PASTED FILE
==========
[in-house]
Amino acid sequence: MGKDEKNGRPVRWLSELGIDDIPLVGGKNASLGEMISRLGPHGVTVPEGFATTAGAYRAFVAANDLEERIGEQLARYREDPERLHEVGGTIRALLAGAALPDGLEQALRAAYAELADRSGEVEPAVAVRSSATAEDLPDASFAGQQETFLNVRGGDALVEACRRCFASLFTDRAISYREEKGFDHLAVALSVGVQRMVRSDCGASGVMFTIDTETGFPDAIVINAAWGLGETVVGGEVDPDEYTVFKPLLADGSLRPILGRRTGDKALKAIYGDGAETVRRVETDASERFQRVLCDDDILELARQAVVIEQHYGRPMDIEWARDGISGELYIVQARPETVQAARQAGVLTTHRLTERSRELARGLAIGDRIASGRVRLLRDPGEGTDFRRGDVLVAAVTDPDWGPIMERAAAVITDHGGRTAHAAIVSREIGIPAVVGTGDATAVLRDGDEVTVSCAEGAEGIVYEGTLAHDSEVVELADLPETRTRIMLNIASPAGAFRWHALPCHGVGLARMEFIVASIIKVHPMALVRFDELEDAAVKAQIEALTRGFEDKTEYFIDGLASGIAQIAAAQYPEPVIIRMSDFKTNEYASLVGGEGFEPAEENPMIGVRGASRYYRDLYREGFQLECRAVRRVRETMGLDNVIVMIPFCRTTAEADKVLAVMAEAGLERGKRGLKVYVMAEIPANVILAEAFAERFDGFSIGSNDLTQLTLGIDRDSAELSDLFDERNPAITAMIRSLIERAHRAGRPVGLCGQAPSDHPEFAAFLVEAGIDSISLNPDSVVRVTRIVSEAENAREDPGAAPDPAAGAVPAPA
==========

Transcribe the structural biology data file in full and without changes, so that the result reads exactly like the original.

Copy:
[in-house]
Amino acid sequence: MGKDEKNGRPVRWLSELGIDDIPLVGGKNASLGEMISRLGPHGVTVPEGFATTAGAYRAFVAANDLEERIGEQLARYREDPERLHEVGGTIRALLAGAALPDGLEQALRAAYAELADRSGEVEPAVAVRSSATAEDLPDASFAGQQETFLNVRGGDALVEACRRCFASLFTDRAISYREEKGFDHLAVALSVGVQRMVRSDCGASGVMFTIDTETGFPDAIVINAAWGLGETVVGGEVDPDEYTVFKPLLADGSLRPILGRRTGDKALKAIYGDGAETVRRVETDASERFQRVLCDDDILELARQAVVIEQHYGRPMDIEWARDGISGELYIVQARPETVQAARQAGVLTTHRLTERSRELARGLAIGDRIASGRVRLLRDPGEGTDFRRGDVLVAAVTDPDWGPIMERAAAVITDHGGRTAHAAIVSREIGIPAVVGTGDATAVLRDGDEVTVSCAEGAEGIVYEGTLAHDSEVVELADLPETRTRIMLNIASPAGAFRWHALPCHGVGLARMEFIVASIIKVHPMALVRFDELEDAAVKAQIEALTRGFEDKTEYFIDGLASGIAQIAAAQYPEPVIIRMSDFKTNEYASLVGGEGFEPAEENPMIGVRGASRYYRDLYREGFQLECRAVRRVRETMGLDNVIVMIPFCRTTAEADKVLAVMAEAGLERGKRGLKVYVMAEIPANVILAEAFAERFDGFSIGSNDLTQLTLGIDRDSAELSDLFDERNPAITAMIRSLIERAHRAGRPVGLCGQAPSDHPEFAAFLVEAGIDSISLNPDSVVRVTRIVSEAENAREDPGAAPDPAAGAVPAPA